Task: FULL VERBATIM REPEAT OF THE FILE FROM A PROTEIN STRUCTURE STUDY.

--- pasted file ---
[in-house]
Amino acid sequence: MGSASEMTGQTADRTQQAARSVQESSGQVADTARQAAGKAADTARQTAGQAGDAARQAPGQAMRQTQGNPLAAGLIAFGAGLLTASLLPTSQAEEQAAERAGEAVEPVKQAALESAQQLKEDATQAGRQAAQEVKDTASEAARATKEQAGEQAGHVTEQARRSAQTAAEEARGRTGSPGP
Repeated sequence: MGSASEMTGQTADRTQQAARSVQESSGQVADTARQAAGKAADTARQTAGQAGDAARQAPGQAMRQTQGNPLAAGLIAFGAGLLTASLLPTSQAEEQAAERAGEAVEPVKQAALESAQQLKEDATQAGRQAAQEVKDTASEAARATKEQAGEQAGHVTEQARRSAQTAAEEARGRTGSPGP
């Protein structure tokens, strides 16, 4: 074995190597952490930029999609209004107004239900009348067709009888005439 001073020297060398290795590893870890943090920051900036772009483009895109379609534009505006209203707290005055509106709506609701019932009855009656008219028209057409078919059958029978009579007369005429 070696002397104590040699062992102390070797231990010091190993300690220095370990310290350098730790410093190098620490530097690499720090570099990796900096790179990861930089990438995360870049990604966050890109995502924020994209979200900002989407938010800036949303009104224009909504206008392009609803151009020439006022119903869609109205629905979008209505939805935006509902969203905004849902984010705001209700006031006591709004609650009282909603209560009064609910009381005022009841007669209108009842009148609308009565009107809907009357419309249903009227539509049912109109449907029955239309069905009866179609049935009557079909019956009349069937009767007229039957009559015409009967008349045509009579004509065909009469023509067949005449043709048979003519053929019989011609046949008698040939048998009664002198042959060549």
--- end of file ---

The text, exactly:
[in-house]
Amino acid sequence: MGSASEMTGQTADRTQQAARSVQESSGQVADTARQAAGKAADTARQTAGQAGDAARQAPGQAMRQTQGNPLAAGLIAFGAGLLTASLLPTSQAEEQAAERAGEAVEPVKQAALESAQQLKEDATQAGRQAAQEVKDTASEAARATKEQAGEQAGHVTEQARRSAQTAAEEARGRTGSPGP
Repeated sequence: MGSASEMTGQTADRTQQAARSVQESSGQVADTARQAAGKAADTARQTAGQAGDAARQAPGQAMRQTQGNPLAAGLIAFGAGLLTASLLPTSQAEEQAAERAGEAVEPVKQAALESAQQLKEDATQAGRQAAQEVKDTASEAARATKEQAGEQAGHVTEQARRSAQTAAEEARGRTGSPGP
């Protein structure tokens, strides 16, 4: 074995190597952490930029999609209004107004239900009348067709009888005439 001073020297060398290795590893870890943090920051900036772009483009895109379609534009505006209203707290005055509106709506609701019932009855009656008219028209057409078919059958029978009579007369005429 070696002397104590040699062992102390070797231990010091190993300690220095370990310290350098730790410093190098620490530097690499720090570099990796900096790179990861930089990438995360870049990604966050890109995502924020994209979200900002989407938010800036949303009104224009909504206008392009609803151009020439006022119903869609109205629905979008209505939805935006509902969203905004849902984010705001209700006031006591709004609650009282909603209560009064609910009381005022009841007669209108009842009148609308009565009107809907009357419309249903009227539509049912109109449907029955239309069905009866179609049935009557079909019956009349069937009767007229039957009559015409009967008349045509009579004509065909009469023509067949005449043709048979003519053929019989011609046949008698040939048998009664002198042959060549």